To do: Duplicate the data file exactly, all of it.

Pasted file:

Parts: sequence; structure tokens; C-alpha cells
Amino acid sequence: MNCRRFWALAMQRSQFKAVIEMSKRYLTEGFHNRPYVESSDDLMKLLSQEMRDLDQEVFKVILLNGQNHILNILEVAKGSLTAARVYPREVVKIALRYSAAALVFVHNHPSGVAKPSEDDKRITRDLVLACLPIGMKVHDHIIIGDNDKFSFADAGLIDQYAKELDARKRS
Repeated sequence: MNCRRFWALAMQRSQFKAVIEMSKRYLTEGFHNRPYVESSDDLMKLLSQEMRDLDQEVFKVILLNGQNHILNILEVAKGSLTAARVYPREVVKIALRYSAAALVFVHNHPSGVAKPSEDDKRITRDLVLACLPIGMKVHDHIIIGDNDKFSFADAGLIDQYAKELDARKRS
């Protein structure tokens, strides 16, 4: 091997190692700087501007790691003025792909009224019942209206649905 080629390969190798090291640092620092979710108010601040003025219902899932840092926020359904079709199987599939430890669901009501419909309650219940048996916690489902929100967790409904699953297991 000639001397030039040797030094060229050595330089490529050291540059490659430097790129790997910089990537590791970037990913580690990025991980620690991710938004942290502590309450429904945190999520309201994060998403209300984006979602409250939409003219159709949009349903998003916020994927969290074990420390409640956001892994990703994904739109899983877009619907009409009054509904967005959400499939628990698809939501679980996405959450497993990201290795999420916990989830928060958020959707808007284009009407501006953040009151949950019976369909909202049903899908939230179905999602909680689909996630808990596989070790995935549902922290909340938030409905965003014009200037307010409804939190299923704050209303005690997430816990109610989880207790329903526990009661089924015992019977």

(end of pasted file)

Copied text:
Parts: sequence; structure tokens; C-alpha cells
Amino acid sequence: MNCRRFWALAMQRSQFKAVIEMSKRYLTEGFHNRPYVESSDDLMKLLSQEMRDLDQEVFKVILLNGQNHILNILEVAKGSLTAARVYPREVVKIALRYSAAALVFVHNHPSGVAKPSEDDKRITRDLVLACLPIGMKVHDHIIIGDNDKFSFADAGLIDQYAKELDARKRS
Repeated sequence: MNCRRFWALAMQRSQFKAVIEMSKRYLTEGFHNRPYVESSDDLMKLLSQEMRDLDQEVFKVILLNGQNHILNILEVAKGSLTAARVYPREVVKIALRYSAAALVFVHNHPSGVAKPSEDDKRITRDLVLACLPIGMKVHDHIIIGDNDKFSFADAGLIDQYAKELDARKRS
């Protein structure tokens, strides 16, 4: 091997190692700087501007790691003025792909009224019942209206649905 080629390969190798090291640092620092979710108010601040003025219902899932840092926020359904079709199987599939430890669901009501419909309650219940048996916690489902929100967790409904699953297991 000639001397030039040797030094060229050595330089490529050291540059490659430097790129790997910089990537590791970037990913580690990025991980620690991710938004942290502590309450429904945190999520309201994060998403209300984006979602409250939409003219159709949009349903998003916020994927969290074990420390409640956001892994990703994904739109899983877009619907009409009054509904967005959400499939628990698809939501679980996405959450497993990201290795999420916990989830928060958020959707808007284009009407501006953040009151949950019976369909909202049903899908939230179905999602909680689909996630808990596989070790995935549902922290909340938030409905965003014009200037307010409804939190299923704050209303005690997430816990109610989880207790329903526990009661089924015992019977």